Senate panel to hold first 'Space Force' hearing next week

The Senate Armed Services Committee will hold its first official hearing on President TrumpDonald John TrumpDemocratic senator rips Trump's 'let them fight' remarks: 'Enough is enough' Warren warns Facebook may help reelect Trump 'and profit off of it' Trump touts Turkey cease-fire: 'Sometimes you have to let them fight' MORE’s "Space Force" proposal next week, the committee announced Thursday.

“A coherent space strategy is an integral part of our National Defense Strategy,” committee Chairman James InhofeJames (Jim) Mountain InhofeSenate confirms Trump's Air Force secretary pick The Hill's 12:30 Report: Trump declares 'case closed' as text messages raise new questions Top House Democrat: Trump did 'on camera' what Romney warned about MORE (R-Okla.) said in a statement. “I look forward to hearing from Pentagon leadership about what they see as the necessary capabilities of a space force, the costs and benefits associated with their solutions, and what our full range of options are.”

Space Force has come up in several hearings this year in the House and Senate Armed Services committees, but the April 11 hearing will be the first dedicated to the issue.

A who’s who of Pentagon brass is scheduled to testify to defend Trump’s proposal: acting Defense Secretary Patrick ShanahanPatrick Michael ShanahanDefense chief calls on European allies to be wary of China's investments, blasts Russia Pentagon chief approves 20 more miles of border wall Why Dave Norquist is the perfect choice for DOD's deputy secretary MORE; Air Force Secretary Heather Wilson; Joint Chiefs of Staff Chairman Gen. Joseph Dunford; and U.S. Strategic Command commander Gen. John Hyten.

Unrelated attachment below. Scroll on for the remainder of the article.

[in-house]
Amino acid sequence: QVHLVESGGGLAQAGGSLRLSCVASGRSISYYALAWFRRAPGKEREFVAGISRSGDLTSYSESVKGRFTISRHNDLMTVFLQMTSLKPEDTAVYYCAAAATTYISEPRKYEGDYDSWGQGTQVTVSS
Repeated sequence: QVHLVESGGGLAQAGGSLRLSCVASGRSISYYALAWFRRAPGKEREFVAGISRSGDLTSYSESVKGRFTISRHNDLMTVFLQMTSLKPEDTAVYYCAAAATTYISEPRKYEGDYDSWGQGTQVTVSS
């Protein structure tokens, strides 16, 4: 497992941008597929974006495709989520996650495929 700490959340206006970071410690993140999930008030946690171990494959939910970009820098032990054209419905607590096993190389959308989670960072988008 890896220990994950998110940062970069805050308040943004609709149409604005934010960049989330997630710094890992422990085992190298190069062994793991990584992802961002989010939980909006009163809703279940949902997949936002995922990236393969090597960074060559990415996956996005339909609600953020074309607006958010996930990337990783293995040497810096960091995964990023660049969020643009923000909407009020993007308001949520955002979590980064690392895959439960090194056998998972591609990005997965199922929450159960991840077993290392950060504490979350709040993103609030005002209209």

The panel will face a committee with skeptics on both sides of the aisle questioning whether creating a new branch of the military is the best way for the Pentagon to improve its operations in space and better compete with Russia and China.

“Defending American assets and interests in space is a must, and I hope this hearing will help answer key questions about how best to achieve that mission,” Sen. Jack ReedJohn (Jack) Francis ReedSenators fear Syria damage 'irreversible' after Esper, Milley briefing This week: Congress returns to chaotic Washington Fury over Trump Syria decision grows MORE (R.I.), the committee’s top Democrat, said in a statement. “Can it be accomplished with a full unified command for space, or is an entirely new and separate military branch needed? What are the costs of establishing a new military service for space?”

In February, the Pentagon officially delivered Congress its legislative proposal to fulfill Trump’s order to establish a Space Force. Unlike Trump’s original pledge to have the service be “separate but equal” from the Air Force, the final proposal calls for Space Force to remain under the Department of the Air Force in a structure similar to the Marine Corps’ relationship to the Navy.

That proposal closely follows the House’s 2017 idea for a space corps. That idea passed the lower chamber, but failed to get off the ground because of bipartisan opposition in the Senate.

The Pentagon has requested an initial $72.4 million for fiscal 2020 to set up the Space Force’s headquarters and is projecting it will cost a total of $2 billion over five years to set up the service.